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The FMCSA has made another series of what it calls “technical corrections” to its safety regulations.

Though such changes are typically minor and go unnoticed, the latest round includes some impactful revisions, including:

  • Clarification of the type of test results you may use after a crash, and
  • Changes to the hours-of-service exemption for agricultural operations.

Some changes were required by Congress in the Infrastructure Improvement and Jobs Act, so the FMCSA was not required to provide any advance warning before amending the rules.

Also included were a variety of small grammatical and procedural changes throughout the Federal Motor Carrier Safety Regulations, with no effect on compliance.

Most changes went into effect on the day they were published: September 29, 2022.

Significant changes

As part of the changes, the FMCSA:

  • Revised the hours-of-service exemption for agricultural operations to specify (as required by Congress) that the hours-of-service rules do not apply to drivers transporting livestock within a 150 air-mile radius from either the source of the livestock or its final destination. The exemption is limited to the state’s planting and harvesting season (see §395.1(k)).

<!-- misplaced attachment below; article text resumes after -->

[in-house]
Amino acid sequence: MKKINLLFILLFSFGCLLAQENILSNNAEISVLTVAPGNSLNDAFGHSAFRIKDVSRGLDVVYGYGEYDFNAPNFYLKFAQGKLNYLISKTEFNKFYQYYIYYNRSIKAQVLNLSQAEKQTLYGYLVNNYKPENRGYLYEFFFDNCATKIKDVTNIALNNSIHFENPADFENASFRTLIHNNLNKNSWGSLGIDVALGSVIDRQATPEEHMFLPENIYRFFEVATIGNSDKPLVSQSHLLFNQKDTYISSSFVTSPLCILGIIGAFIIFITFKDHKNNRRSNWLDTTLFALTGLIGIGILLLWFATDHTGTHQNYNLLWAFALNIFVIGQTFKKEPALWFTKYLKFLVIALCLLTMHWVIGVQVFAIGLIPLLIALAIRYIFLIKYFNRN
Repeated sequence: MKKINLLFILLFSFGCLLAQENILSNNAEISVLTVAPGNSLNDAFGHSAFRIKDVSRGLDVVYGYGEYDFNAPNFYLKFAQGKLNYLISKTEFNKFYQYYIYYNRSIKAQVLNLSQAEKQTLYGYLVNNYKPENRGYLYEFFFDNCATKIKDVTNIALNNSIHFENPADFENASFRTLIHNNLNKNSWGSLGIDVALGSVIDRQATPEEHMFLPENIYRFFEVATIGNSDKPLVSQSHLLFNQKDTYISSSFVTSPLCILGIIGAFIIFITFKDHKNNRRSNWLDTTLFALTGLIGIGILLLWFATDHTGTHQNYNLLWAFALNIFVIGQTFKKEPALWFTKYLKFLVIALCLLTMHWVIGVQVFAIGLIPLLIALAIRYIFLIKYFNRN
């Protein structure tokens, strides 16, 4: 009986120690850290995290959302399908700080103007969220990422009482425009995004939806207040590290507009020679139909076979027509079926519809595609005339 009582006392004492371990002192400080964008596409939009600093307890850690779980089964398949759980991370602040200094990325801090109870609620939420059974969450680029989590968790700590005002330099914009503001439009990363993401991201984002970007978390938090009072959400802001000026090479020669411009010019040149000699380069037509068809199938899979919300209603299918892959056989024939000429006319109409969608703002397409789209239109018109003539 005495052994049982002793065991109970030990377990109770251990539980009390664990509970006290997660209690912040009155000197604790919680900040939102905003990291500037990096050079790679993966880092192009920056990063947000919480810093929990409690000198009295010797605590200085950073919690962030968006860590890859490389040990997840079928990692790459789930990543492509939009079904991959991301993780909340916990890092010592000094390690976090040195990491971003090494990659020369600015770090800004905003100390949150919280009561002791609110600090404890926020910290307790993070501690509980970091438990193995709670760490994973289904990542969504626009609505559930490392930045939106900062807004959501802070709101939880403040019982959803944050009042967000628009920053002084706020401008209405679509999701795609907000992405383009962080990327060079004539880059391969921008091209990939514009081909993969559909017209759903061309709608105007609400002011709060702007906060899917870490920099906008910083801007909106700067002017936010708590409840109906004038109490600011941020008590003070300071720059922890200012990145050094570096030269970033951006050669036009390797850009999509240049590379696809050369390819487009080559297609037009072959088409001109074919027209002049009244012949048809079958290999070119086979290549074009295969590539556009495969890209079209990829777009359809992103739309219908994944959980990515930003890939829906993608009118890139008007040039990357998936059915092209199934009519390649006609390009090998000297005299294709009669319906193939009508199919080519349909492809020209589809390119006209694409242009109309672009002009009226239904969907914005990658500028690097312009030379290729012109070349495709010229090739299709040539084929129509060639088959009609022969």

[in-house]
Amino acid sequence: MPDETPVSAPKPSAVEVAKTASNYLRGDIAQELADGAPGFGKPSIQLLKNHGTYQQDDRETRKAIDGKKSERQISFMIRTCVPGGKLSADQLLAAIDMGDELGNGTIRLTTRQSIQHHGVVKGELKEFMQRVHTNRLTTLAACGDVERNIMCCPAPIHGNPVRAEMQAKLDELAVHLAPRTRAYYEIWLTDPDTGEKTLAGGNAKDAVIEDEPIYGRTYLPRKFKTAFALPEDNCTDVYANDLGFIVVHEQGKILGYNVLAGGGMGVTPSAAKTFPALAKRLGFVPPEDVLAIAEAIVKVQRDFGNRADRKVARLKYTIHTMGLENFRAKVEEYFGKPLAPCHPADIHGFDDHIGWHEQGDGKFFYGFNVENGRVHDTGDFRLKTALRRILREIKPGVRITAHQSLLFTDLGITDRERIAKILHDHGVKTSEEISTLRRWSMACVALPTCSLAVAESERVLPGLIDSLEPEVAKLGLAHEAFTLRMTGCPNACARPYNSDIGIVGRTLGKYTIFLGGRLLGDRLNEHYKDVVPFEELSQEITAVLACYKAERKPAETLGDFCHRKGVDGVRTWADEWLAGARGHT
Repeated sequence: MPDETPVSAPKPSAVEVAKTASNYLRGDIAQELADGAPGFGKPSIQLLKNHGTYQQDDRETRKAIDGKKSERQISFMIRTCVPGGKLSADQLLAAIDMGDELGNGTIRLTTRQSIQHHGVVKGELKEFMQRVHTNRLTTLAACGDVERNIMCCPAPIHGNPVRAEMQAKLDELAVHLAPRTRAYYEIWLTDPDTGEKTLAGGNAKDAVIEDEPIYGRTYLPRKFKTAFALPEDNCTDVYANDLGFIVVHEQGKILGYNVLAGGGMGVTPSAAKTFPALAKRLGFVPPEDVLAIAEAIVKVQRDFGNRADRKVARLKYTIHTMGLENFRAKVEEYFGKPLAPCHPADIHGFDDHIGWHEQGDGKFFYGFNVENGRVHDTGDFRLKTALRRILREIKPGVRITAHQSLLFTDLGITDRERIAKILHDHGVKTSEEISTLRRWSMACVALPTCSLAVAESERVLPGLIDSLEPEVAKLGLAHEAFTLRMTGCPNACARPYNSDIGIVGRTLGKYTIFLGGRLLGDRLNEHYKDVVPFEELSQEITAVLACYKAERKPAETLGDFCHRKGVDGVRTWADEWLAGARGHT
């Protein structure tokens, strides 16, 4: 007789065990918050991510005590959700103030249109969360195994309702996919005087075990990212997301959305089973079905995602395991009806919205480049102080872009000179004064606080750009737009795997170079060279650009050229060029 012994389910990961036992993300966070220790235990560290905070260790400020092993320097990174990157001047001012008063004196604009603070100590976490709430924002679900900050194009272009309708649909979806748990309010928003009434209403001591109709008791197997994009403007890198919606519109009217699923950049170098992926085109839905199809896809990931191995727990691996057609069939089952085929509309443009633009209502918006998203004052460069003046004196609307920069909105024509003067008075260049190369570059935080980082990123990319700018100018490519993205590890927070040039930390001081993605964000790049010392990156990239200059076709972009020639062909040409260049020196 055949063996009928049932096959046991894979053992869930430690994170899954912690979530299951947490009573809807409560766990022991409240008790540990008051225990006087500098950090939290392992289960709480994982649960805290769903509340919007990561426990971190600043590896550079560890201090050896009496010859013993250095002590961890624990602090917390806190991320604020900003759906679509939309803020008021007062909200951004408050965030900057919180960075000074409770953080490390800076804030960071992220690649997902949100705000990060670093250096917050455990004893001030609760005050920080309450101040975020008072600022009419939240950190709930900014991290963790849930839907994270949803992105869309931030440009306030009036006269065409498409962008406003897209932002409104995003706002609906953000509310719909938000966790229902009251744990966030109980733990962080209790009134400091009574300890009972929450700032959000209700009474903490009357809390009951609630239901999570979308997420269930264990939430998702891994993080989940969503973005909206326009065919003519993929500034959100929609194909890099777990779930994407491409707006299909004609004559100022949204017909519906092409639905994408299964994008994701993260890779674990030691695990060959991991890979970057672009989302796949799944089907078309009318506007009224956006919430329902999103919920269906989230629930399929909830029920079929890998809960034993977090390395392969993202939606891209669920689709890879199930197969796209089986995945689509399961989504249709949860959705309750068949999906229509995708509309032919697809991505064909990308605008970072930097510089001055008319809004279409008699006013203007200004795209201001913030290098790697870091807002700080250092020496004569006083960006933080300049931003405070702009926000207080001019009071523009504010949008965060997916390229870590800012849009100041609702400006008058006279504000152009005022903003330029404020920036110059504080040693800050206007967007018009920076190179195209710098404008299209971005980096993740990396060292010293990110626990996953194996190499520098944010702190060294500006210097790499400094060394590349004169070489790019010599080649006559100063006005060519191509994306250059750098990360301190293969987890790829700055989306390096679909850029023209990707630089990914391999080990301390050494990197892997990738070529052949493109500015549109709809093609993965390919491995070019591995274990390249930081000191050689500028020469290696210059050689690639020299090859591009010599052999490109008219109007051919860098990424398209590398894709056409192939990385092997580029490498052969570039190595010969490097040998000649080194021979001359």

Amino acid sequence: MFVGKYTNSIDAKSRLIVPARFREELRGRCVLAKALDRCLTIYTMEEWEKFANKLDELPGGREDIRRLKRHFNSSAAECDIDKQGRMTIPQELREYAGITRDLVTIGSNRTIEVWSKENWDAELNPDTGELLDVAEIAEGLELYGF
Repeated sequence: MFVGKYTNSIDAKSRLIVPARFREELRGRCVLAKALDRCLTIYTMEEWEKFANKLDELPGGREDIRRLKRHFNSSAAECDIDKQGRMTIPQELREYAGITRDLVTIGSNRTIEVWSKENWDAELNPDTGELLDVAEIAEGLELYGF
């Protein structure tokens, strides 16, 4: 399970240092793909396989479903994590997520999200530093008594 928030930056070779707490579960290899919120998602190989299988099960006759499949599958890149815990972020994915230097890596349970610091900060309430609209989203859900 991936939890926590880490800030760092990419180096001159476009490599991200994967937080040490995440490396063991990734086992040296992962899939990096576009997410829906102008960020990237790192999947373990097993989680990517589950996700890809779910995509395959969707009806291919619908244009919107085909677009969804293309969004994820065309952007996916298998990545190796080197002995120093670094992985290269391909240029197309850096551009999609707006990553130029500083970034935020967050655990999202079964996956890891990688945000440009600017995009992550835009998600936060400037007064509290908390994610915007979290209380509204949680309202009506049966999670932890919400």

• Clarified that motor carriers may use the results of post-accident tests conducted by “federal, state, or local officials” only if they are “law enforcement or public safety officials.” The FMCSA says this change is consistent with the original intent of the rules. See §382.303(g).
  • Clarified that entry-level training providers may use the Training Provider Registry website to remove themselves from the list of registered providers.
  • Increased the length of time that a restricted CDL issued to a driver employed in a farm-related service industry will remain valid to 210 days, up from 180 days.
  • Clarified that when a state learns that a driver is listed as “prohibited” in the Drug & Alcohol Clearinghouse, the driver’s CDL or permit privileges must be revoked; the driver cannot merely be restricted to in-state driving.
  • Amended the list of “acute” violations in Appendix B to Part 385 to clarify that paragraph 382.305(a) is the correct citation for motor carriers that fail to implement a random testing program. The acute violations are among those that can affect a carrier’s safety rating after an audit.
  • Increased the length of time the states may use grant money to enforce federal safety regulations and clarified when grants may be used to combat human trafficking.

No DVIR change

One change required by Congress didn’t make it into this round of corrections: the addition of rear impact guards to the list of critical components to be included on a post-trip inspection report.

Congress gave the FMCSA until November 15, 2022, to make that change to §396.11. There’s no word on why it was not included among the agency’s latest technical corrections, or when the change will be made.

Key to Remember: The FMCSA has made a variety of changes to the Federal Motor Carrier Safety Regulations, most technical in nature but some having an impact on compliance.